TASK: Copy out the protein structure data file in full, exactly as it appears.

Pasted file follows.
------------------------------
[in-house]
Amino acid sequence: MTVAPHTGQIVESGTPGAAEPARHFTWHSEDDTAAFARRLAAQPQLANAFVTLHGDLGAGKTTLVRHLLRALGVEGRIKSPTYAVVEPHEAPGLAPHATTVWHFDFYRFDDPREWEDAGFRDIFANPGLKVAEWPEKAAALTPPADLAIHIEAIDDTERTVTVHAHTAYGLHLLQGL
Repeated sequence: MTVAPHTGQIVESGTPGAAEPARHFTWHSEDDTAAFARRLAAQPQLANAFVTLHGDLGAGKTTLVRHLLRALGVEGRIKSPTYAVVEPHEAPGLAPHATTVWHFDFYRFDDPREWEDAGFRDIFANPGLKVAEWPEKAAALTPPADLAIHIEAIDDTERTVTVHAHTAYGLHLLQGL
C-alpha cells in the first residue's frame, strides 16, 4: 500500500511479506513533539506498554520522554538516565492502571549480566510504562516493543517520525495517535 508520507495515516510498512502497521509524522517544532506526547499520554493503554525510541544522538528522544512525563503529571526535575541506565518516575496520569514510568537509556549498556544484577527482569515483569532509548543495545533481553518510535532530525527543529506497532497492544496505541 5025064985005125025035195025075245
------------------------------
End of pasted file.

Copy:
[in-house]
Amino acid sequence: MTVAPHTGQIVESGTPGAAEPARHFTWHSEDDTAAFARRLAAQPQLANAFVTLHGDLGAGKTTLVRHLLRALGVEGRIKSPTYAVVEPHEAPGLAPHATTVWHFDFYRFDDPREWEDAGFRDIFANPGLKVAEWPEKAAALTPPADLAIHIEAIDDTERTVTVHAHTAYGLHLLQGL
Repeated sequence: MTVAPHTGQIVESGTPGAAEPARHFTWHSEDDTAAFARRLAAQPQLANAFVTLHGDLGAGKTTLVRHLLRALGVEGRIKSPTYAVVEPHEAPGLAPHATTVWHFDFYRFDDPREWEDAGFRDIFANPGLKVAEWPEKAAALTPPADLAIHIEAIDDTERTVTVHAHTAYGLHLLQGL
C-alpha cells in the first residue's frame, strides 16, 4: 500500500511479506513533539506498554520522554538516565492502571549480566510504562516493543517520525495517535 508520507495515516510498512502497521509524522517544532506526547499520554493503554525510541544522538528522544512525563503529571526535575541506565518516575496520569514510568537509556549498556544484577527482569515483569532509548543495545533481553518510535532530525527543529506497532497492544496505541 5025064985005125025035195025075245